Lessons Learned from Boeing...Again

Sunday, September 24, 2023

The One Minute Risk Manager/Lessons Learned from Boeing...Again
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Boeing's Crisis Communication Response

One of the core elements of an ERM program is resiliency and the ability to deal with disruption.  The activation of a crisis communication team is essential when the issue involves an organization's reputation and the potential future financial implications that can follow.

The Boeing 737 Max saga began in October 2018, when a Lion Air jet plunged into the sea 13 minutes after takeoff.  Boeings initial communication was it was pilot error.  Five months later a second jet crashed in Ethiopia and led to the grounding of the Max jets for over three years.  While Boeing admitted there may have been an issue with its anti-stall system, they tied most of the issue to pilot training, as it was a new system.  The reality of a three year grounding shows that it was more than a training issue.  A report was released a year after the initial incident and led to the Boeing CEO being terminated shortly thereafter.  From a crisis communications standpoint, there was empathy, but very little accountability.

Fast forward to the most recent issue of the the Alaska Airlines flight in which a plug (door) blew off shortly after take-off and we see a much different response.  Unlike the previous incidents in which hundreds of lives were lost, no one died.  One of the factors is that that the plug blew off around 17,000 feet, so the pressure had not built up to the maximum level and that nobody was sitting in the seats closest to the blow out.

Unlike the prior situation, in which pilot error or training could be blamed, it was not an issue with the pilots.  Also, being a brand new aircraft, maintenance of the airframe would still fall under Boeing.  The response from the new CEO was significantly different.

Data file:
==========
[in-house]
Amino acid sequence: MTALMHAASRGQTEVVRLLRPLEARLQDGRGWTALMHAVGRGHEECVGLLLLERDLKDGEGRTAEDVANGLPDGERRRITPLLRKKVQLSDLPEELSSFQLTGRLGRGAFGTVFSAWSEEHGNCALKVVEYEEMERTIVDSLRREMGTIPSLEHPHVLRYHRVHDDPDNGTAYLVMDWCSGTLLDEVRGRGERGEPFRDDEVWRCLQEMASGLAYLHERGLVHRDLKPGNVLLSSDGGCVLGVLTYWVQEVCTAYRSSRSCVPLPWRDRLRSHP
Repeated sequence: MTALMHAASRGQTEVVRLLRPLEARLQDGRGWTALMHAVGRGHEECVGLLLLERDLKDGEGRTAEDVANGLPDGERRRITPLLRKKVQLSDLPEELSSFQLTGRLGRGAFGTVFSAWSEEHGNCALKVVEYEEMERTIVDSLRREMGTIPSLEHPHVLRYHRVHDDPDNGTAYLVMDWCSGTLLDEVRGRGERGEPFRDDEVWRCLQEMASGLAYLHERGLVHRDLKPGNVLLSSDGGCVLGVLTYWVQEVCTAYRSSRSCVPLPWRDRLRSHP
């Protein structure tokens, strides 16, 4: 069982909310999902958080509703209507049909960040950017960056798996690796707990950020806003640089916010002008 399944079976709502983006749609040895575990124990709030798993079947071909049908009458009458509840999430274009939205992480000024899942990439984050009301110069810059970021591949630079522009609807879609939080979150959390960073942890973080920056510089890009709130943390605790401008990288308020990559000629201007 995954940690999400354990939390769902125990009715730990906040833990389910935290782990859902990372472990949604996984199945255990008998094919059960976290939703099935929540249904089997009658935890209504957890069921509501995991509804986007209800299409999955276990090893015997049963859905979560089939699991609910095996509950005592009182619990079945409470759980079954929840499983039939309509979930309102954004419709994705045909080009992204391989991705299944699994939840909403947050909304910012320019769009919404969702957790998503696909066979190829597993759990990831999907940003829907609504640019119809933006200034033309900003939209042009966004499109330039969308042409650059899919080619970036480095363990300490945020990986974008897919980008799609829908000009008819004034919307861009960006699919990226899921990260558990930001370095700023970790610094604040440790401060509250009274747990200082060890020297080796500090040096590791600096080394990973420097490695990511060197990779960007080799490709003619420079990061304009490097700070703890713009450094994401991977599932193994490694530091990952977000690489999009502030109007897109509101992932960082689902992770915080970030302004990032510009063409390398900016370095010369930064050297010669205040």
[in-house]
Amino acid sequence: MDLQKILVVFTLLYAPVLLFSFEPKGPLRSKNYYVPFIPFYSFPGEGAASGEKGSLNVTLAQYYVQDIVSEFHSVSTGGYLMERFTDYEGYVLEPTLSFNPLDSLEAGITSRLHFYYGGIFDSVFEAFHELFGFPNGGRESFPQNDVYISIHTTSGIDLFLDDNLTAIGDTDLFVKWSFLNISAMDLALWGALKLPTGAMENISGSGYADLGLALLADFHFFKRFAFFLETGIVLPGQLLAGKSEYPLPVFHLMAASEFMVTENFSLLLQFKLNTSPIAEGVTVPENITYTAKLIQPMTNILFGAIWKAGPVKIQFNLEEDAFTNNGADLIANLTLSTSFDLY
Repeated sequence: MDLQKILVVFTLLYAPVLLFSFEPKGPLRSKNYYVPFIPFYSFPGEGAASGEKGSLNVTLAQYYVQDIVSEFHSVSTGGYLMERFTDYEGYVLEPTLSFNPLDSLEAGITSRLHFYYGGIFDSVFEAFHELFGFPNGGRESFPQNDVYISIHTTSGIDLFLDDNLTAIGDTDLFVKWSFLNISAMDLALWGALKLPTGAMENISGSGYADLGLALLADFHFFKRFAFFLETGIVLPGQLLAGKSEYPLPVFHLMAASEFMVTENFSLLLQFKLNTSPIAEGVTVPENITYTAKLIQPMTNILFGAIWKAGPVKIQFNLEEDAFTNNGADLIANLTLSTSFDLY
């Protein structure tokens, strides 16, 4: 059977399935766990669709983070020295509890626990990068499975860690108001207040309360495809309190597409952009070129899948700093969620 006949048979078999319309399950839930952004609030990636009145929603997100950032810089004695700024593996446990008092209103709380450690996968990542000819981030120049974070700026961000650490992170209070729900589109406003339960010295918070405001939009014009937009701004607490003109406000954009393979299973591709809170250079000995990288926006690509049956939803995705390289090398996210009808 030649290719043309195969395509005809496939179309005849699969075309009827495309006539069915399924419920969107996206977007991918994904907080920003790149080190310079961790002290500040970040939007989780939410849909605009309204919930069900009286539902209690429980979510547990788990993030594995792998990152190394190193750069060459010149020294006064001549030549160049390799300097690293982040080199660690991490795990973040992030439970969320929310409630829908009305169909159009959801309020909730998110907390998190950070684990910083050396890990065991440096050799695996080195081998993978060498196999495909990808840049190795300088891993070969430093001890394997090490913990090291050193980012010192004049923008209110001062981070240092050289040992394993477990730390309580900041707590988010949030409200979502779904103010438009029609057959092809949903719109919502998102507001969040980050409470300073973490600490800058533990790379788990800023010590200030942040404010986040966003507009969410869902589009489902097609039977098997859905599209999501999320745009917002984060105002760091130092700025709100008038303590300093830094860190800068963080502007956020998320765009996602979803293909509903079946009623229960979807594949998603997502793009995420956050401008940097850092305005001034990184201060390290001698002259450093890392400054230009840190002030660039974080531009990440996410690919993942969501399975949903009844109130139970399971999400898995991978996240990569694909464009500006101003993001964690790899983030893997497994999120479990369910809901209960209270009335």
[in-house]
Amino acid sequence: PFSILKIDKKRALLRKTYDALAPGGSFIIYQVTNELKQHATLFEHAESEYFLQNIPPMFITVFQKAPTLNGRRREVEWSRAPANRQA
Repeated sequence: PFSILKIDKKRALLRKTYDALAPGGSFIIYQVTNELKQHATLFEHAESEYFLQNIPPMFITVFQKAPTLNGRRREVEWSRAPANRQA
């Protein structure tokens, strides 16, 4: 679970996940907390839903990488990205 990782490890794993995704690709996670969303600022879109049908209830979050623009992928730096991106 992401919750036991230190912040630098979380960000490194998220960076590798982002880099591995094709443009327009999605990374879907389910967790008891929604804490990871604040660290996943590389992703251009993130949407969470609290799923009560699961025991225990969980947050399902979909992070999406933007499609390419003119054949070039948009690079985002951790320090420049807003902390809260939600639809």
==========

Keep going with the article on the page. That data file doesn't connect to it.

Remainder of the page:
From Reuters:  "CEO Dave Calhoun acknowledged errors by the U.S. planemaker as more than 170 jets remained grounded for a fourth day, telling staff the company would ensure an accident like the mid-air Alaska Airlines panel blowout "can never happen again."

Calhoun said he had been "shaken to the bone" by the accident, which rekindled pressure on Boeing over its troubled small plane family almost five years after a full-blown MAX safety crisis sparked by deadly crashes in Indonesia and Ethiopia."

While the above may not seem like a significant change, the response showed empathy, accountability, and leadership.  There will still be significant scrutiny on Boeing operations, but rather than taking months to take action like the past incident, they are taking action now.  

From an ERM perspective, Boeing has several different stakeholders it needs to communicate and address their concerns: ​

  • The flying public, who are again questioning the safety of the aircraft.
  • The airlines, which purchase their aircraft and could go to the competition.
  • The regulators, which can decide when the aircraft can fly again.
  • The shareholders, which will be holding the Board and the CEO accountable for what led up to the crisis and its aftermath.

The crisis also touches on all risk quadrants: Hazard, Operational, Financial, and Strategic.  All of these risk areas must also be addressed as it addresses this crisis; however, it is the reputational risk that can have the greatest long-term impact.  Since the most recent incident, I am finding news stories that are reporting on any issue involving a Boeing aircraft.  The focus of the headline is no longer the airline, but the manufacturer.

Boeing's crisis communication team should be in full operational mode and will be for quite some time if the past experience is any indication. 

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